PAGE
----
Mean (±SD) number of days with a total of at least 60 min of moderate-to-vigorous physical activity (MVPA) by country, gender, age category, and country total with adjusted 95% CI.


Information about the study was sent to school directors to contact parents or guardians of all participating children, giving them the opportunity to exclude their children from participation. Active consent was obtained through all sampled schools. The study and the questionnaire were approved by local ministerial or ethics committees in each of the participating countries. Data were collected using an anonymous self-completion questionnaire administered in the classroom. Standard protection measures were taken to ensure that individual data remained confidential (8). Only group-level data are reported.


Survey questions covered a wide range of health indicators and health-related behaviors as well as life circumstances of young people. The core questions provided information on demographic factors; family and social background, including socioeconomic status (SES); health behavior, including MVPA, sexual behavior, and other risk behaviors; and lifestyle factors, such as SB and well-being indicators.

The sampled population consisted of students, aged 11, 13, and 15 yr. Cluster sampling was used, the primary sampling unit being school class. Participant countries, following the methodology detailed in the international protocol, drew their representative sample of the three ages reaching the recommended minimum sample size of 1526 subjects for each group, with item prevalence estimates having a 95% confidence interval (CI) of ±3%. Study methods are described in greater depth elsewhere (8). The entire database has undergone a centralized cleaning process, leading to a final sample of 162,305 cases. Children not responding to MVPA questions, age, or gender were excluded; a total of 153,028 cases were used.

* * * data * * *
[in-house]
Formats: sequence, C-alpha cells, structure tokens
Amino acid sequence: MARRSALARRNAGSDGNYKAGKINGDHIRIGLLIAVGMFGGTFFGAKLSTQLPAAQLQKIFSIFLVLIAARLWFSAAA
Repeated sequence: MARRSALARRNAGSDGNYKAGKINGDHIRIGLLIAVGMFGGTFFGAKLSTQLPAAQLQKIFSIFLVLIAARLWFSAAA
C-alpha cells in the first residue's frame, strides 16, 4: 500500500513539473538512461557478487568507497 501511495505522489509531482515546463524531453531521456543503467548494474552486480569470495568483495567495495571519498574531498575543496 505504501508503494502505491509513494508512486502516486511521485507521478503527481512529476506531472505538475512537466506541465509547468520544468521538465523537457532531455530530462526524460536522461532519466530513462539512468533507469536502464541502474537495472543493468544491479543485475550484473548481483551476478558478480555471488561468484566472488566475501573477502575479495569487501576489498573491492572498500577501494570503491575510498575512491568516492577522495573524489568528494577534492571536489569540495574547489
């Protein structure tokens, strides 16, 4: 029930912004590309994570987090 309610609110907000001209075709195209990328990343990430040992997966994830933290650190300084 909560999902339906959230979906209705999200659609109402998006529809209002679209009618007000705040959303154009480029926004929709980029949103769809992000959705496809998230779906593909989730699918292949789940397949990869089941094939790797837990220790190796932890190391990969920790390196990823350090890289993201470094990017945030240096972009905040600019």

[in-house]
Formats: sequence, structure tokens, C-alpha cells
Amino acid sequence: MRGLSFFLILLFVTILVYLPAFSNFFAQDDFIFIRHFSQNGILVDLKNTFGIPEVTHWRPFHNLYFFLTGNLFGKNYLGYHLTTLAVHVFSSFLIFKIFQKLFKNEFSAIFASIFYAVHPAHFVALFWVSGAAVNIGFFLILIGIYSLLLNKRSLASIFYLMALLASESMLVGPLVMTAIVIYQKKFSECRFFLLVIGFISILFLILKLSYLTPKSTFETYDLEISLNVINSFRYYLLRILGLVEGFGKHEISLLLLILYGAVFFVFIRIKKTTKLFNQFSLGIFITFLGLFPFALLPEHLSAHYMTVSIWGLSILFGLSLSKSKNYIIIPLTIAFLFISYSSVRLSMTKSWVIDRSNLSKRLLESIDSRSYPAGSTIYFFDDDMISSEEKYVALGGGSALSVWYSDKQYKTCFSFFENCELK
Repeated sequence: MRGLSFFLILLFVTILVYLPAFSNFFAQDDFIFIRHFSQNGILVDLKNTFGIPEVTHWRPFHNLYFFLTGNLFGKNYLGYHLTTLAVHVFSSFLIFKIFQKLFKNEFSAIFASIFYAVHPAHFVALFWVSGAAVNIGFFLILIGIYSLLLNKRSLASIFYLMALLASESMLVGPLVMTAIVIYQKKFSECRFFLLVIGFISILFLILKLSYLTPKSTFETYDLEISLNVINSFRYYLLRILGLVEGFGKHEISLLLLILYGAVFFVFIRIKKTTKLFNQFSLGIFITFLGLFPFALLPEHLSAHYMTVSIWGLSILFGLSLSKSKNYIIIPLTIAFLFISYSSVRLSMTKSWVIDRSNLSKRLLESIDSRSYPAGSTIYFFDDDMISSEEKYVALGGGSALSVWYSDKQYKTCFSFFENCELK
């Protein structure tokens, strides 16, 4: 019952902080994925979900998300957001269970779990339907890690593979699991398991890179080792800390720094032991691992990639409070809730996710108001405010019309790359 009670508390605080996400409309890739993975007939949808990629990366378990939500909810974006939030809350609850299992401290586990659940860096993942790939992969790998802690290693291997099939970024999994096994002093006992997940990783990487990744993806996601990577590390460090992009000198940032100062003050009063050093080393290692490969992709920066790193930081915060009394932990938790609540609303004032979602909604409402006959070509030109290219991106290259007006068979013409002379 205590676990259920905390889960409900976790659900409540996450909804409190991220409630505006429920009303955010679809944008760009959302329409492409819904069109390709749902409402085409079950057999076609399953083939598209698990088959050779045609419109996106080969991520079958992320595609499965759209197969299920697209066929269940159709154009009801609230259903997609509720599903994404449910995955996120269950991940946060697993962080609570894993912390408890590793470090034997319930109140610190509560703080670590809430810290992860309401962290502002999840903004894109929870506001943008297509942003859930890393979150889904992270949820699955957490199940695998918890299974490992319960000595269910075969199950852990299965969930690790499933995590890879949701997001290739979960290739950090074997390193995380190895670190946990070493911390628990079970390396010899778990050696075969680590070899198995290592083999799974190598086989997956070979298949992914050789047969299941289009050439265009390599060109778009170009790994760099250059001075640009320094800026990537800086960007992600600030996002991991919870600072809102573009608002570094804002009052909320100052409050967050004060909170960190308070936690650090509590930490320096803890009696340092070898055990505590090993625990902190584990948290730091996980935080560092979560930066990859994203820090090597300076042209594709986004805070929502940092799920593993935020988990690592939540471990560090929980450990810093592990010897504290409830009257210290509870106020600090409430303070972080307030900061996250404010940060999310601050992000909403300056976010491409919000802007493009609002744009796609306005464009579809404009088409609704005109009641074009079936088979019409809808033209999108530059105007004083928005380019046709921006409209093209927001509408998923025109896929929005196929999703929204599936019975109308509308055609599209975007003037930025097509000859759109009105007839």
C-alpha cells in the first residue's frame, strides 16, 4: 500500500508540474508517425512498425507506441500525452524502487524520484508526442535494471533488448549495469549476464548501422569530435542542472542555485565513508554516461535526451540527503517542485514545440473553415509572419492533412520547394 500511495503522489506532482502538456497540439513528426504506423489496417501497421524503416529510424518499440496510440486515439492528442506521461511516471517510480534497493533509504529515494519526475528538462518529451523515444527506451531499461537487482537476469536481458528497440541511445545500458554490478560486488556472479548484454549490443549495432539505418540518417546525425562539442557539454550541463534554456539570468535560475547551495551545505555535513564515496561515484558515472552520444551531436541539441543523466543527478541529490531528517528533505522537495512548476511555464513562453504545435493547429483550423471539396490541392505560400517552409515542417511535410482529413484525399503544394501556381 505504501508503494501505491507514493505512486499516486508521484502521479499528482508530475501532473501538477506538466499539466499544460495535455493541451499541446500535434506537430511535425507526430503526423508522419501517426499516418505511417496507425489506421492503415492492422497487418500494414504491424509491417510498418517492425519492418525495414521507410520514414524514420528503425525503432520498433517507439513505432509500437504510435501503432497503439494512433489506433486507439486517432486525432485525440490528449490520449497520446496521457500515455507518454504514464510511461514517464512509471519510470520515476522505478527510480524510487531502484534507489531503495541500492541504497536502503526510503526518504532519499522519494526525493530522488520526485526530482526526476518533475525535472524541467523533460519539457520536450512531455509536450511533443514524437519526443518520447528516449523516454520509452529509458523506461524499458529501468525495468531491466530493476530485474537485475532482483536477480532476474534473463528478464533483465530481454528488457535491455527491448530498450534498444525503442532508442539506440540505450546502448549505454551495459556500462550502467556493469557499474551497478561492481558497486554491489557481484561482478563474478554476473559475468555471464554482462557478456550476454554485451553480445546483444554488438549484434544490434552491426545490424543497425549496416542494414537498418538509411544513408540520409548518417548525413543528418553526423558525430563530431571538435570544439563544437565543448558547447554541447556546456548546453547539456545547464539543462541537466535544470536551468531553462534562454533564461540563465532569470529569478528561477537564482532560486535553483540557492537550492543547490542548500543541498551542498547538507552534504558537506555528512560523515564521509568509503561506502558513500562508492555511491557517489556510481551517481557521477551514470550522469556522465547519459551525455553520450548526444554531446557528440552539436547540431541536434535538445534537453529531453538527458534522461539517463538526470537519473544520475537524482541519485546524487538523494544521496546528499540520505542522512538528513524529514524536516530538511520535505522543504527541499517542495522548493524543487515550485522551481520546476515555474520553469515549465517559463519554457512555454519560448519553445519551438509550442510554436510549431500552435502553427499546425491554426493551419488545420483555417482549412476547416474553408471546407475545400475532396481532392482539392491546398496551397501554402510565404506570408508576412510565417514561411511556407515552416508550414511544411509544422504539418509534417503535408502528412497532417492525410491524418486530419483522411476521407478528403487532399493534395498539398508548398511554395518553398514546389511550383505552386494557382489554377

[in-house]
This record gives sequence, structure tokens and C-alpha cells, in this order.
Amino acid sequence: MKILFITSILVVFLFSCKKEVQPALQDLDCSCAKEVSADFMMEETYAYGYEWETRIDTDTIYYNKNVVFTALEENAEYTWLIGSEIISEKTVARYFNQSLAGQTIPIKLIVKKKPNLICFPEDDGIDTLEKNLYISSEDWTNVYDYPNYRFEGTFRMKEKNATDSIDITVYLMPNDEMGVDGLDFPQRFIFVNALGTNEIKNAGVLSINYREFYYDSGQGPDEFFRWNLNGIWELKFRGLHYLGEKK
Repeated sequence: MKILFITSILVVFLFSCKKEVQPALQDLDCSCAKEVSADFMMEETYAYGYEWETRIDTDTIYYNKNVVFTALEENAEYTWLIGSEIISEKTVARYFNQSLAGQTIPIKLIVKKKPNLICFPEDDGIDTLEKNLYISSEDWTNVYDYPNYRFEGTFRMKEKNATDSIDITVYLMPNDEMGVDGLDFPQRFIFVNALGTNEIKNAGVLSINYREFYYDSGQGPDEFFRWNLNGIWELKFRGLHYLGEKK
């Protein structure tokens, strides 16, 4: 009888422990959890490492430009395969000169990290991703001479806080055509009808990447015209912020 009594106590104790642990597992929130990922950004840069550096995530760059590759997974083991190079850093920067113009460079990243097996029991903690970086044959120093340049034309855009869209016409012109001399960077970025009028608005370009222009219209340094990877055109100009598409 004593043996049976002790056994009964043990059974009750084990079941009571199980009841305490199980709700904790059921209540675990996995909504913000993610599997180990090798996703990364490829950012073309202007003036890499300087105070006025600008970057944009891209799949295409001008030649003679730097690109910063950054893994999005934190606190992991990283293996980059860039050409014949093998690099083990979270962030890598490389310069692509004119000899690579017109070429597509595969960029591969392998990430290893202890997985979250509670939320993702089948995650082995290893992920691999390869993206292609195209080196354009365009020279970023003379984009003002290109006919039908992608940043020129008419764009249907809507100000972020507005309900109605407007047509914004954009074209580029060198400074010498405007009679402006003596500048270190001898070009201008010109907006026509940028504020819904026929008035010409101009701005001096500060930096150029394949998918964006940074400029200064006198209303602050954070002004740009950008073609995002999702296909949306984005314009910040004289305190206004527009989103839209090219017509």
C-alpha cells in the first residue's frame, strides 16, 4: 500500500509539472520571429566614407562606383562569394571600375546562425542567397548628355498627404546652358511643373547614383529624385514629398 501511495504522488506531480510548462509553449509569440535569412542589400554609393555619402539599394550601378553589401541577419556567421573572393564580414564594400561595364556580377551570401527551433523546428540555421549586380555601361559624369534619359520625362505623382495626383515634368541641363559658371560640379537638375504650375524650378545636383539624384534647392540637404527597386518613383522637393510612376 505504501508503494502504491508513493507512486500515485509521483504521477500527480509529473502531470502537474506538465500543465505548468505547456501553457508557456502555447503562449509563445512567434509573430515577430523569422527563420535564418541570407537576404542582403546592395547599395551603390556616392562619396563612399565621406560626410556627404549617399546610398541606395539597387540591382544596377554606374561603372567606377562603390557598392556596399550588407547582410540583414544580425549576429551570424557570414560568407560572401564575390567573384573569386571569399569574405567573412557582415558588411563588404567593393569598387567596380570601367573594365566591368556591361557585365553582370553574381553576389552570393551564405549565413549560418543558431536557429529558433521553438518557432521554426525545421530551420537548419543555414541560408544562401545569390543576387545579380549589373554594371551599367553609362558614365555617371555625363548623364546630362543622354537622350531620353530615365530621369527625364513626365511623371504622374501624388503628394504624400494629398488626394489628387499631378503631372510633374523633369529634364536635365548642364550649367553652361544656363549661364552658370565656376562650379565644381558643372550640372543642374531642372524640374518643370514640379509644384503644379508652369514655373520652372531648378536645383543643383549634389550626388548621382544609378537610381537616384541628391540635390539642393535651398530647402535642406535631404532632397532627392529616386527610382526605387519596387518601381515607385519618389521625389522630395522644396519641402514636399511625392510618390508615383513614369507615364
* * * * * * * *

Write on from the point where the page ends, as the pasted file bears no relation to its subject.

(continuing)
Variables and Measurements

Physical activity

Two single-item measures assessed the number of days individuals had engaged in bouts of moderate-to-vigorous physical activity (MVPA) for at least 60 min during the past 7 d and for a typical week. MVPA was defined as "an activity that usually increases your heart rate and makes you get out of breath some of the time." Each participating country was allowed to add examples appropriate to that country, such as running, brisk walking, soccer, basketball, football, or surfing. Children were asked to add up all the time spent in MVPA each day across all activities. Reports for the past 7 d and for a typical week were averaged to form a composite measure. The measure yielded the average number of days per week in which the adolescent accumulated at least 60 min of MVPA. A score of five or more (d·wk−1) classified respondents as meeting the MVPA guidelines (PAGL) (6,24). Studies have shown that a composite of these two items have reasonable reliability and validity in this age group (3,24).

Sedentary behaviors

SB were assessed by three recall questions. Children were asked how many hours per day, during their leisure/free time, they usually spend in doing the following: watching television/videos (TV), doing homework (HW) outside school hours, and using computer or playing video games (PC). Questions were asked for weekdays and the weekend. Participants responded to each question using a 9-point scale from "none at all; approximately 0.5 h·d−1, approximately 1 h·d−1, approximately 2h·d−1," and so on, to "approximately 7 h or more per day." The number of hours spent each week in each of the sedentary activities assessed was derived, and an SB index score, similar to that used in other epidemiological studies (18,21), was computed by summing the three items' results as the number of hours spent in a 7-d week being physically inactive. In previous studies with similar age groups, the items have been shown to have good test-retest reliability and validity (29,35).